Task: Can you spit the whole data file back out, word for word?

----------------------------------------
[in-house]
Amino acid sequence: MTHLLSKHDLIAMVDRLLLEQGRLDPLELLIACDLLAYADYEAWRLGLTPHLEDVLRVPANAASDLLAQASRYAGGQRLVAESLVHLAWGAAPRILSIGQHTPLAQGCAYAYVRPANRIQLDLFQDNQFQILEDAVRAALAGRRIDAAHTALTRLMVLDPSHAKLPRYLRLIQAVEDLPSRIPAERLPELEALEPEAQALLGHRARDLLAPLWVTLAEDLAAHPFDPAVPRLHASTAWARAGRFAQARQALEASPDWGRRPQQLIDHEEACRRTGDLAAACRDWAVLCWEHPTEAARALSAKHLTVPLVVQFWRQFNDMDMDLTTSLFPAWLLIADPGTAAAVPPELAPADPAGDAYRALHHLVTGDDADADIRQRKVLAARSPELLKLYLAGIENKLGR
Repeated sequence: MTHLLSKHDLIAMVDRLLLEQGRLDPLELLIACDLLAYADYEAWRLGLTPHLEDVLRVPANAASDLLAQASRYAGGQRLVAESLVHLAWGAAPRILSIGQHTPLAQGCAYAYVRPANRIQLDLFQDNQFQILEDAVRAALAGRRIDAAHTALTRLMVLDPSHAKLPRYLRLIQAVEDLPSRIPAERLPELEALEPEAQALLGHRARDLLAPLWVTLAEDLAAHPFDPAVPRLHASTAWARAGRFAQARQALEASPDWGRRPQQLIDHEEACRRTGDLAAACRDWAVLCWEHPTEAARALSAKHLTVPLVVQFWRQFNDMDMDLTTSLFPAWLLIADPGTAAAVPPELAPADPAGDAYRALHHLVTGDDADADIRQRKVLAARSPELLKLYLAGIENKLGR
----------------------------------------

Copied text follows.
[in-house]
Amino acid sequence: MTHLLSKHDLIAMVDRLLLEQGRLDPLELLIACDLLAYADYEAWRLGLTPHLEDVLRVPANAASDLLAQASRYAGGQRLVAESLVHLAWGAAPRILSIGQHTPLAQGCAYAYVRPANRIQLDLFQDNQFQILEDAVRAALAGRRIDAAHTALTRLMVLDPSHAKLPRYLRLIQAVEDLPSRIPAERLPELEALEPEAQALLGHRARDLLAPLWVTLAEDLAAHPFDPAVPRLHASTAWARAGRFAQARQALEASPDWGRRPQQLIDHEEACRRTGDLAAACRDWAVLCWEHPTEAARALSAKHLTVPLVVQFWRQFNDMDMDLTTSLFPAWLLIADPGTAAAVPPELAPADPAGDAYRALHHLVTGDDADADIRQRKVLAARSPELLKLYLAGIENKLGR
Repeated sequence: MTHLLSKHDLIAMVDRLLLEQGRLDPLELLIACDLLAYADYEAWRLGLTPHLEDVLRVPANAASDLLAQASRYAGGQRLVAESLVHLAWGAAPRILSIGQHTPLAQGCAYAYVRPANRIQLDLFQDNQFQILEDAVRAALAGRRIDAAHTALTRLMVLDPSHAKLPRYLRLIQAVEDLPSRIPAERLPELEALEPEAQALLGHRARDLLAPLWVTLAEDLAAHPFDPAVPRLHASTAWARAGRFAQARQALEASPDWGRRPQQLIDHEEACRRTGDLAAACRDWAVLCWEHPTEAARALSAKHLTVPLVVQFWRQFNDMDMDLTTSLFPAWLLIADPGTAAAVPPELAPADPAGDAYRALHHLVTGDDADADIRQRKVLAARSPELLKLYLAGIENKLGR